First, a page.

This animated thematic map narrates the spatial history of the greatest slave insurrection in the eighteenth century British Empire. To teachers and researchers, the presentation offers a carefully curated archive of key documentary evidence. To all viewers, the map suggests an argument about the strategies of the rebels and the tactics of counterinsurgency, about the importance of the landscape to the course of the uprising, and about the difficulty of representing such events cartographically with available sources. Although this cartographic narration cannot be taken as an exhaustive database—for instance, it does not examine major themes such as belonging and affiliation among the insurgents or the larger imperial context and interconnected Atlantic world— the map offers an illuminating interpretation of the military campaign’s spatial dynamics.
Published on Apr 14, 2009
To watch the entire documentary, to read background information and to order DVDs, visit: http://newsreel.org/video/HERSKOVITS-… A compelling examination of the career of Melville J. Herskovits, the pioneering American anthropologist of African Studies and controversial intellectual who established the first African Studies Center at an American university and authored, “The Myth of the Negro Past.” http://www.newsreel.org/nav/title.asp…
What did people make of death in the world of Atlantic slavery? In The Reaper’s Garden, Vincent Brown asks this question about Jamaica, the staggeringly profitable hub of the British Empire in America–and a human catastrophe. Popularly known as the grave of the Europeans, it was just as deadly for Africans and their descendants. Yet among the survivors, the dead remained both a vital presence and a social force.
In this compelling and evocative story of a world in flux, Brown shows that death was as generative as it was destructive. From the eighteenth-century zenith of British colonial slavery to its demise in the 1830s, the Grim Reaper cultivated essential aspects of social life in Jamaica–belonging and status, dreams for the future, and commemorations of the past. Surveying a haunted landscape, Brown unfolds the letters of anxious colonists; listens in on wakes, eulogies, and solemn incantations; peers into crypts and coffins, and finds the very spirit of human struggle in slavery. Masters and enslaved, fortune seekers and spiritual healers, rebels and rulers, all summoned the dead to further their desires and ambitions. In this turbulent transatlantic world, Brown argues, “mortuary politics” played a consequential role in determining the course of history.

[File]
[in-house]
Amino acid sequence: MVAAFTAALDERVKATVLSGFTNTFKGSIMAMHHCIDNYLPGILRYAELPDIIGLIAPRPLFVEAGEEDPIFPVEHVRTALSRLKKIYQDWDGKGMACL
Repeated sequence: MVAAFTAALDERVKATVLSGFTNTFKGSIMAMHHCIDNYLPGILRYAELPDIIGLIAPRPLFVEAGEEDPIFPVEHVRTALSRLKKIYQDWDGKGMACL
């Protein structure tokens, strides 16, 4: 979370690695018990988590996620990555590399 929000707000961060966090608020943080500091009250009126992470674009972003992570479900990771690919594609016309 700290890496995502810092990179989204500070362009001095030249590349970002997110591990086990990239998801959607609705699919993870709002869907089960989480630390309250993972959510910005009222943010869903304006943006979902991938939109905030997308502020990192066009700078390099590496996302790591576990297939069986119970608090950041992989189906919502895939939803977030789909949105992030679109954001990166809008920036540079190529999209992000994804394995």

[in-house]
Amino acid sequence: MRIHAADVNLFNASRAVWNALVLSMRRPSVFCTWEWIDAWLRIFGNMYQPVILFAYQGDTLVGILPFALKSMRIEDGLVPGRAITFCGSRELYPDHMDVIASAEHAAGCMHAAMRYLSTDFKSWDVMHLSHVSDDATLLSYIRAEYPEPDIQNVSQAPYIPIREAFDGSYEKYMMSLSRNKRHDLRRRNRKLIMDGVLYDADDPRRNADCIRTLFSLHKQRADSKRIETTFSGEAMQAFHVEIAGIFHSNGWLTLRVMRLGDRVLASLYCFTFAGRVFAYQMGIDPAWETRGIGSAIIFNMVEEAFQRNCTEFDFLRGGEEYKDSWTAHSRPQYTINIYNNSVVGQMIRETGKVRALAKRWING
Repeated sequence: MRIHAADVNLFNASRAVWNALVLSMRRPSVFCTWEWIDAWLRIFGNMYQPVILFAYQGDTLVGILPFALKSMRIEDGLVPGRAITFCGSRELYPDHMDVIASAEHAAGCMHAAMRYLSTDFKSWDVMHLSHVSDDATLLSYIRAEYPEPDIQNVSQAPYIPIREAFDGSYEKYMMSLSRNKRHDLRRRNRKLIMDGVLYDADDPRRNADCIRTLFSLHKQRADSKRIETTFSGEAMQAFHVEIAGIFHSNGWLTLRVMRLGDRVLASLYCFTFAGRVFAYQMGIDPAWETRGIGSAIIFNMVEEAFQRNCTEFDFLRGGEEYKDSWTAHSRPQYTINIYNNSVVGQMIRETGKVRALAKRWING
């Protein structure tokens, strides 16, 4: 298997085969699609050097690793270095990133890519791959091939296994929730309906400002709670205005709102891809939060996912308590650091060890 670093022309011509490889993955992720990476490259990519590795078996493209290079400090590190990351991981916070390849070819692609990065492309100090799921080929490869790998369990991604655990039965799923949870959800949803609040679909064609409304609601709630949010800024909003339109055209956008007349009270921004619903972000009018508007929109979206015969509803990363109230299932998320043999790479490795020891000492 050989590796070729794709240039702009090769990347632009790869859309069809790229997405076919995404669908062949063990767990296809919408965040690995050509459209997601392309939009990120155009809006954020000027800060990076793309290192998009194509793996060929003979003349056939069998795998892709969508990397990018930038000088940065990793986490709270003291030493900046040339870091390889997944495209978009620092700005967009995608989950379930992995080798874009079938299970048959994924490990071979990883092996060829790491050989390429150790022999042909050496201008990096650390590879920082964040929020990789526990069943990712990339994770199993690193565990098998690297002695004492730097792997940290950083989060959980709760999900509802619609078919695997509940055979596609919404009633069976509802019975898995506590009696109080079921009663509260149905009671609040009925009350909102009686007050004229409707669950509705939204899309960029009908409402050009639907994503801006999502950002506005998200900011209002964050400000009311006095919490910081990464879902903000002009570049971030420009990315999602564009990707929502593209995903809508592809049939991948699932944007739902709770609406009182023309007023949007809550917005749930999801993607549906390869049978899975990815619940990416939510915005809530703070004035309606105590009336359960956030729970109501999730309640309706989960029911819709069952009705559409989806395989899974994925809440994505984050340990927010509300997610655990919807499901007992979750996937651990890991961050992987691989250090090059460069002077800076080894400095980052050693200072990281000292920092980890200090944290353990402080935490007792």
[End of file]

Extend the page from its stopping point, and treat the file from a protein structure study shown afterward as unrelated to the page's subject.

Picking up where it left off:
Insightful and powerfully affecting, The Reaper’s Garden promises to enrich our understanding of the ways that death shaped political life in the world of Atlantic slavery and beyond.
Paperback – Volume I and Volume 2 (1973 paperback edition).
In this encyclopedic work of intellectual history, Philip D. Curtain sought to discover the British image of Africa for the years 1780–1850.
“For the light it sheds on the problems of the new Africa as well as the old, it should be read by everyone concerned with the continent’s affairs”—Africa Report
“Efforts to explain the nature of Africans and their culture led eventually to discussion of race, of origins, of languages, of climate, of Islam, and of biblical interpretations of man’s creation. . . . Scholars will find this monumental study most useful not only for assumptions about Africans and their history, but also for the light cast on such social sciences as anthropology and ethnology, for theories of tropical medicine, and also for its vast bibliographical information.”—Journal of the History of Medicine and Allied Sciences
See First Edition (1964) – Hardcover:
In this encyclopedic work of intellectual history, Philip D. Curtain sought to discover the British image of Africa for the years 1780-1850.
For paperback 1973 edition see: